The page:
An agreement worked out by the Census Bureau and a federal judge could put off publication of final 1980 census data until next Thanksgiving, delaying congressional and state reapportionment for many months.

The postponement, under the agreement between the bureau and District Court Judge Horace Gilmore in Detroit, would go into effect only if higher courts uphold an earlier Gilmore order that the Census Bureau revise its count to adjust for an alleged undercount of urban minorities.

In a lawsuit, Detroit had alleged that minorities are being undercounted, robbing the cities of political representation and federal aid. Gilmore ordered the bureau to hold up all final results until they had been adjusted for the undercount. The bureau, which disputed charges of a big undercount, contended it had no valid way to make such an adjustment and still meet the Jan. 1, 1981, deadline for certifying state population totals and the April 1, 1981, deadline for reporting the population of political subdivisions of states. These totals are needed to allow reapportionment at all levels of government in time for the 1982 elections.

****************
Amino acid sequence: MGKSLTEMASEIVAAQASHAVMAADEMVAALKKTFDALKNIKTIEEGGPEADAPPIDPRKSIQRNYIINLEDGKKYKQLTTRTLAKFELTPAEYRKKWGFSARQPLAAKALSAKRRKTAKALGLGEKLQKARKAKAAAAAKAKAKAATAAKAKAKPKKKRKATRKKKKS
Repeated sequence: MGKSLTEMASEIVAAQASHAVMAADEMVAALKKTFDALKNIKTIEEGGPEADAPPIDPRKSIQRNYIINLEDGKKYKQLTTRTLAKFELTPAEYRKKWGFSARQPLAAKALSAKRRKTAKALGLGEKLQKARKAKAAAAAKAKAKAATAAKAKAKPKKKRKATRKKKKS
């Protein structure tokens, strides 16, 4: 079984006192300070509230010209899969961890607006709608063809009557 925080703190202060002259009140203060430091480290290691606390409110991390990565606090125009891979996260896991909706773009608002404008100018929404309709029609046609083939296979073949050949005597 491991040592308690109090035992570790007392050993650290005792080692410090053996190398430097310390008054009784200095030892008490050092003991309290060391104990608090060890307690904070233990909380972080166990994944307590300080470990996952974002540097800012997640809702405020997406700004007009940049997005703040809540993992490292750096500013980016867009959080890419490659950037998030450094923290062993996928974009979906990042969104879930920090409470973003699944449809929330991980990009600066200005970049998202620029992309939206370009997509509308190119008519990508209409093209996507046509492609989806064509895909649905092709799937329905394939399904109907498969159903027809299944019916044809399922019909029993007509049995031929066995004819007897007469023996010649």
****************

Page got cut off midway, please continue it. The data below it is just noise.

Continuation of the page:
The Census Bureau, through the Justice Department, is appealing Gilmore's initial order to adjust for the undercount. If it wins the appeal, the population figures can be reported by the originally scheduled Jan. 1 and April 1 dates. f

But the bureau told Gilmore that if it loses the appeal, it will need until next Sept. 30 to adjust the totals for each state and until next Nov. 30 to adjust totals for the political subdivisions of states. Gilmore agreed to allow this additional time.

Attorneys for Detroit reportedly argued that even if the population report is delayed that long, the states can finish congressional and local redistricting in time for the 1982 elections.